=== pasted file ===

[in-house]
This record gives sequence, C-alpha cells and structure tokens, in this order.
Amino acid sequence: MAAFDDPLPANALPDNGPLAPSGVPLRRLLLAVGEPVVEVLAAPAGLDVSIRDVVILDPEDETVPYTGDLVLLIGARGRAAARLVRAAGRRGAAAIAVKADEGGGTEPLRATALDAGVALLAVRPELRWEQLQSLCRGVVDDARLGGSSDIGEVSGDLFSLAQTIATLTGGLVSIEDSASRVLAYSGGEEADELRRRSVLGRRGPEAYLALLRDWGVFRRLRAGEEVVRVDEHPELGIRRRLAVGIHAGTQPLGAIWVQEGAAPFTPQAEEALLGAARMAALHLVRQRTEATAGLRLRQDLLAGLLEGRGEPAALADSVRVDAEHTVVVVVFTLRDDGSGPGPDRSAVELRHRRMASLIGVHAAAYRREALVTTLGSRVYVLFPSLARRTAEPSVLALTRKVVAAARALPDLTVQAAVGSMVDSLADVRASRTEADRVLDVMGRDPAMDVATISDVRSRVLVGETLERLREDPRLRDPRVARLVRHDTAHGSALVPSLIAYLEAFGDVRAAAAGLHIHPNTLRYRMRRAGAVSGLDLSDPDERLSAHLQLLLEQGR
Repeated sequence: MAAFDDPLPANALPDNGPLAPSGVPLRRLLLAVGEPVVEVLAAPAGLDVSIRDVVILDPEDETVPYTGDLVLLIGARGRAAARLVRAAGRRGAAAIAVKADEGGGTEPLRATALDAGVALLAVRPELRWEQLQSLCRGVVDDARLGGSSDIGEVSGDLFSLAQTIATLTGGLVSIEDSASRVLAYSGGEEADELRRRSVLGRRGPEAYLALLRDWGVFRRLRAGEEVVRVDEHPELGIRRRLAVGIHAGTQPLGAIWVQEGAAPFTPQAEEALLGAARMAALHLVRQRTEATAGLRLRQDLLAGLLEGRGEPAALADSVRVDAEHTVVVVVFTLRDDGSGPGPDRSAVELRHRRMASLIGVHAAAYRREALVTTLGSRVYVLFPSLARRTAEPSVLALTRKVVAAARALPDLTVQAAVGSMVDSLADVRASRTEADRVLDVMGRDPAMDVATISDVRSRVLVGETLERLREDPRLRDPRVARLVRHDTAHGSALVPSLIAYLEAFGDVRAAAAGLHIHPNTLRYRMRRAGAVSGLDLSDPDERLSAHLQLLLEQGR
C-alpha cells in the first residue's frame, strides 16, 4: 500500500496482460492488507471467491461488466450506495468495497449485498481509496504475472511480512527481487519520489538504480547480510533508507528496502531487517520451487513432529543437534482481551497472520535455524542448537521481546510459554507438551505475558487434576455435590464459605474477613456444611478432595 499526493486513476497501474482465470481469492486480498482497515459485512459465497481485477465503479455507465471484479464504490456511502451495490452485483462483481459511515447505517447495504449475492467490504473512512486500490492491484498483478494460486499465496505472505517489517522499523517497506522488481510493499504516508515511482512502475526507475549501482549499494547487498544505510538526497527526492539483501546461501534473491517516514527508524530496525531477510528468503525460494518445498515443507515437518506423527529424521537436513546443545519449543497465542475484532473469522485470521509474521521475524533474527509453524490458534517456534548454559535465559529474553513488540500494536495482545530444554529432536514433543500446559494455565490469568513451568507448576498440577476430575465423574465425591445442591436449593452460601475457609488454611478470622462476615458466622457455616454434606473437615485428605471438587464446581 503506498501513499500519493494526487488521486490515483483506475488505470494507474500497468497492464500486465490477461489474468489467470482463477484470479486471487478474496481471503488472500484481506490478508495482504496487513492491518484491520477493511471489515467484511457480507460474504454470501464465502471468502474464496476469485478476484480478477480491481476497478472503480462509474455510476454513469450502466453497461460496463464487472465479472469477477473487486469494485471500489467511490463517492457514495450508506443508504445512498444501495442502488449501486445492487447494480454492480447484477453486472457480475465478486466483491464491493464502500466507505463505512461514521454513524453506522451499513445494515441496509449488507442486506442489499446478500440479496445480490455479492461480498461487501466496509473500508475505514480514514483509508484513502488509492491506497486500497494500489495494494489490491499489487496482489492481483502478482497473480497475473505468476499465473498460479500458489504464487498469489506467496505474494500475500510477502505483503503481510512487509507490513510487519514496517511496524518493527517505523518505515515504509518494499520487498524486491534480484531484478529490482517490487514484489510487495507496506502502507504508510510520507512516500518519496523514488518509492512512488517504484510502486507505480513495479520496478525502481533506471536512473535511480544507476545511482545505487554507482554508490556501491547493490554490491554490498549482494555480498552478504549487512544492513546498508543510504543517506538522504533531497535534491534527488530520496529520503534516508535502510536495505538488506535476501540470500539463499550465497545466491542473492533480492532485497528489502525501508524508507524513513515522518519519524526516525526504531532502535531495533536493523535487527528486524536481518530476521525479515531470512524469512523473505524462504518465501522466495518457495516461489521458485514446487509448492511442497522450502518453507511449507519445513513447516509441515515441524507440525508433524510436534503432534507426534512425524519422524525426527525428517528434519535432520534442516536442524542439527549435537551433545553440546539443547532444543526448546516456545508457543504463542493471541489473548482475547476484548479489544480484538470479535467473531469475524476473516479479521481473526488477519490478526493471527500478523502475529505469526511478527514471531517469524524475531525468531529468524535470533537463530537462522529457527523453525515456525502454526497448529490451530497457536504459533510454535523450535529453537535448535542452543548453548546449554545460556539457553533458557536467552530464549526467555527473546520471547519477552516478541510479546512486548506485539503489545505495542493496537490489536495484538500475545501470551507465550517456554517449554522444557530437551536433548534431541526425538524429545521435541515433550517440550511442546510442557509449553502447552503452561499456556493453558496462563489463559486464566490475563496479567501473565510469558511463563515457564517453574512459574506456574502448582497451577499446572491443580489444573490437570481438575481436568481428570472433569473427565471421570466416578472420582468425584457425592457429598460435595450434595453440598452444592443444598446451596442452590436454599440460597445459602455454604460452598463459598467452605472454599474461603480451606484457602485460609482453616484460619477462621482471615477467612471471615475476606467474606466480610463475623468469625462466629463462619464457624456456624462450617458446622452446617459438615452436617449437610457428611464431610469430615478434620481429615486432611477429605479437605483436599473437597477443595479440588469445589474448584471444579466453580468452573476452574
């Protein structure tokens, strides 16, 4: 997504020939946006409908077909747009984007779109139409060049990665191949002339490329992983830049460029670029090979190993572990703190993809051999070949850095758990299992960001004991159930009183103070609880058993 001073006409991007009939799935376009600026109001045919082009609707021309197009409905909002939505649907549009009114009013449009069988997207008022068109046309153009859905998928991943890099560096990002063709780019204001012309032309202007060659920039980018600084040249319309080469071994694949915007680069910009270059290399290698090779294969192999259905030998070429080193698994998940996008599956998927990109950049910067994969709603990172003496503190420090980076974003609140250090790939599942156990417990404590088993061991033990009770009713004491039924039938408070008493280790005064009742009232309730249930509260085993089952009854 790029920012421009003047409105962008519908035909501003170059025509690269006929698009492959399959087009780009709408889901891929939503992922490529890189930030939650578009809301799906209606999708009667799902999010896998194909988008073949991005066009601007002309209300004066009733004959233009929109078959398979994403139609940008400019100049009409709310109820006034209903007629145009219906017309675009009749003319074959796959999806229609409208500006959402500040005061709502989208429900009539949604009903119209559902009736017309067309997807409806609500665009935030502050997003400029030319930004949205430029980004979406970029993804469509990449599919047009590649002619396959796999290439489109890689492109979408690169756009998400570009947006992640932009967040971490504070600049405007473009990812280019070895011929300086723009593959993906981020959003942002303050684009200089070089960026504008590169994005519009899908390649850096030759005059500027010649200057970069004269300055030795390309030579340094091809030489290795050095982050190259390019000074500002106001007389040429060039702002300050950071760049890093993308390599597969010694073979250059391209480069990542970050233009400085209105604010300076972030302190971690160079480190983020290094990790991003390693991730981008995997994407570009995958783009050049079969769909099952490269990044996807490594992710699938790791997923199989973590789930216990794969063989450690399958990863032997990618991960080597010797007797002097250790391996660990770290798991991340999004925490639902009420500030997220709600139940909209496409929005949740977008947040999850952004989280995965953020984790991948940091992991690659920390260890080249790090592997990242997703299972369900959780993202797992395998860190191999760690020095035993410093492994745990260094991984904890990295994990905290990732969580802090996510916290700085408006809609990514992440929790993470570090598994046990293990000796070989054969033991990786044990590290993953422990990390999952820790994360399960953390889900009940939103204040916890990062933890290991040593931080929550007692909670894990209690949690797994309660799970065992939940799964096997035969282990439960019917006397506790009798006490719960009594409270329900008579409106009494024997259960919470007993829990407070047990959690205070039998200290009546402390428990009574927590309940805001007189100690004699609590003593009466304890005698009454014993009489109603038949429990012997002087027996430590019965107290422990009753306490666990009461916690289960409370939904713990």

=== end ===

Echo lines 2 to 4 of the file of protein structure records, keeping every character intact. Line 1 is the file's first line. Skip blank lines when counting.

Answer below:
This record gives sequence, C-alpha cells and structure tokens, in this order.
Amino acid sequence: MAAFDDPLPANALPDNGPLAPSGVPLRRLLLAVGEPVVEVLAAPAGLDVSIRDVVILDPEDETVPYTGDLVLLIGARGRAAARLVRAAGRRGAAAIAVKADEGGGTEPLRATALDAGVALLAVRPELRWEQLQSLCRGVVDDARLGGSSDIGEVSGDLFSLAQTIATLTGGLVSIEDSASRVLAYSGGEEADELRRRSVLGRRGPEAYLALLRDWGVFRRLRAGEEVVRVDEHPELGIRRRLAVGIHAGTQPLGAIWVQEGAAPFTPQAEEALLGAARMAALHLVRQRTEATAGLRLRQDLLAGLLEGRGEPAALADSVRVDAEHTVVVVVFTLRDDGSGPGPDRSAVELRHRRMASLIGVHAAAYRREALVTTLGSRVYVLFPSLARRTAEPSVLALTRKVVAAARALPDLTVQAAVGSMVDSLADVRASRTEADRVLDVMGRDPAMDVATISDVRSRVLVGETLERLREDPRLRDPRVARLVRHDTAHGSALVPSLIAYLEAFGDVRAAAAGLHIHPNTLRYRMRRAGAVSGLDLSDPDERLSAHLQLLLEQGR
Repeated sequence: MAAFDDPLPANALPDNGPLAPSGVPLRRLLLAVGEPVVEVLAAPAGLDVSIRDVVILDPEDETVPYTGDLVLLIGARGRAAARLVRAAGRRGAAAIAVKADEGGGTEPLRATALDAGVALLAVRPELRWEQLQSLCRGVVDDARLGGSSDIGEVSGDLFSLAQTIATLTGGLVSIEDSASRVLAYSGGEEADELRRRSVLGRRGPEAYLALLRDWGVFRRLRAGEEVVRVDEHPELGIRRRLAVGIHAGTQPLGAIWVQEGAAPFTPQAEEALLGAARMAALHLVRQRTEATAGLRLRQDLLAGLLEGRGEPAALADSVRVDAEHTVVVVVFTLRDDGSGPGPDRSAVELRHRRMASLIGVHAAAYRREALVTTLGSRVYVLFPSLARRTAEPSVLALTRKVVAAARALPDLTVQAAVGSMVDSLADVRASRTEADRVLDVMGRDPAMDVATISDVRSRVLVGETLERLREDPRLRDPRVARLVRHDTAHGSALVPSLIAYLEAFGDVRAAAAGLHIHPNTLRYRMRRAGAVSGLDLSDPDERLSAHLQLLLEQGR